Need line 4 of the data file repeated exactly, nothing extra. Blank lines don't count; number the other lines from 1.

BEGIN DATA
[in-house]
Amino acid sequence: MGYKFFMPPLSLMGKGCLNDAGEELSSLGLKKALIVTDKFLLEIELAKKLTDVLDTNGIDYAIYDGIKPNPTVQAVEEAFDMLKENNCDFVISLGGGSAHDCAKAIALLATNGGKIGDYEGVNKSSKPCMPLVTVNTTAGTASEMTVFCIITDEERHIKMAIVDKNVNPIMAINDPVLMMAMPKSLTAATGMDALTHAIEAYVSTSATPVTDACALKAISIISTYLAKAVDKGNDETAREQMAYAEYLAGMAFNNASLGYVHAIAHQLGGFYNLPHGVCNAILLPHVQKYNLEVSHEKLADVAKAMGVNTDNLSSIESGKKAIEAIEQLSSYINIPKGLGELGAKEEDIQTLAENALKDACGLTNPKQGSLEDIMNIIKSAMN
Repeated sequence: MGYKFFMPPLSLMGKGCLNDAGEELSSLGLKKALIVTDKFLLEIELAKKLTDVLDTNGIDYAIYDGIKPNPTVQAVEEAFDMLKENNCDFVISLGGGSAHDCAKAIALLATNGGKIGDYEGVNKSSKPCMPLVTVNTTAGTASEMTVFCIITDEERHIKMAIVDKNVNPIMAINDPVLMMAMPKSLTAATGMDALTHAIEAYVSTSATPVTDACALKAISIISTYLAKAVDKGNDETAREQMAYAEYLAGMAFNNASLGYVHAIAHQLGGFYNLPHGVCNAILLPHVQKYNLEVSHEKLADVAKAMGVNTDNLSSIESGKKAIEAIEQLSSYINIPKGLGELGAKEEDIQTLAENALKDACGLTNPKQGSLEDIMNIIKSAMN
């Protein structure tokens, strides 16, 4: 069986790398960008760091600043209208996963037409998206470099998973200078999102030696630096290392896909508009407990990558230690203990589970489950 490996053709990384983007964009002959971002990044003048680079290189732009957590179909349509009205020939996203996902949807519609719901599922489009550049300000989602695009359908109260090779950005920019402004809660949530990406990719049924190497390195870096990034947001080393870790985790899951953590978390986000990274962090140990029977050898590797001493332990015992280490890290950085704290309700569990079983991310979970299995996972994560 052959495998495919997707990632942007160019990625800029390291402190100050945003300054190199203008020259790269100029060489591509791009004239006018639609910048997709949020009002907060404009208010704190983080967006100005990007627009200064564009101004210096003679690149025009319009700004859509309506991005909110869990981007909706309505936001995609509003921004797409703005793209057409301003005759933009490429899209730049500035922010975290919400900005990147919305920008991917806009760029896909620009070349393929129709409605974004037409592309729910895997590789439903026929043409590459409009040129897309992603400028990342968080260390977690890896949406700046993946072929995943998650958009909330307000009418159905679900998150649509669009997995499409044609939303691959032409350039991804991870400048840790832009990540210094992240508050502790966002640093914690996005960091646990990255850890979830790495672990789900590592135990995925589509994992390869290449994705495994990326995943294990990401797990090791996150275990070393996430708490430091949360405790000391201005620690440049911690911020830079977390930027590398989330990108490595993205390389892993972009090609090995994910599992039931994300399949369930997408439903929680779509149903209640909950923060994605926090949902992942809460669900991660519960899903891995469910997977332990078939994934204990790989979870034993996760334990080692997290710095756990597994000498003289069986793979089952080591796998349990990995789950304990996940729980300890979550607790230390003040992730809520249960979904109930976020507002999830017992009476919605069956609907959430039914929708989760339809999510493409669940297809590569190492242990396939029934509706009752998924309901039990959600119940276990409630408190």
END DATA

């Protein structure tokens, strides 16, 4: 069986790398960008760091600043209208996963037409998206470099998973200078999102030696630096290392896909508009407990990558230690203990589970489950 490996053709990384983007964009002959971002990044003048680079290189732009957590179909349509009205020939996203996902949807519609719901599922489009550049300000989602695009359908109260090779950005920019402004809660949530990406990719049924190497390195870096990034947001080393870790985790899951953590978390986000990274962090140990029977050898590797001493332990015992280490890290950085704290309700569990079983991310979970299995996972994560 052959495998495919997707990632942007160019990625800029390291402190100050945003300054190199203008020259790269100029060489591509791009004239006018639609910048997709949020009002907060404009208010704190983080967006100005990007627009200064564009101004210096003679690149025009319009700004859509309506991005909110869990981007909706309505936001995609509003921004797409703005793209057409301003005759933009490429899209730049500035922010975290919400900005990147919305920008991917806009760029896909620009070349393929129709409605974004037409592309729910895997590789439903026929043409590459409009040129897309992603400028990342968080260390977690890896949406700046993946072929995943998650958009909330307000009418159905679900998150649509669009997995499409044609939303691959032409350039991804991870400048840790832009990540210094992240508050502790966002640093914690996005960091646990990255850890979830790495672990789900590592135990995925589509994992390869290449994705495994990326995943294990990401797990090791996150275990070393996430708490430091949360405790000391201005620690440049911690911020830079977390930027590398989330990108490595993205390389892993972009090609090995994910599992039931994300399949369930997408439903929680779509149903209640909950923060994605926090949902992942809460669900991660519960899903891995469910997977332990078939994934204990790989979870034993996760334990080692997290710095756990597994000498003289069986793979089952080591796998349990990995789950304990996940729980300890979550607790230390003040992730809520249960979904109930976020507002999830017992009476919605069956609907959430039914929708989760339809999510493409669940297809590569190492242990396939029934509706009752998924309901039990959600119940276990409630408190």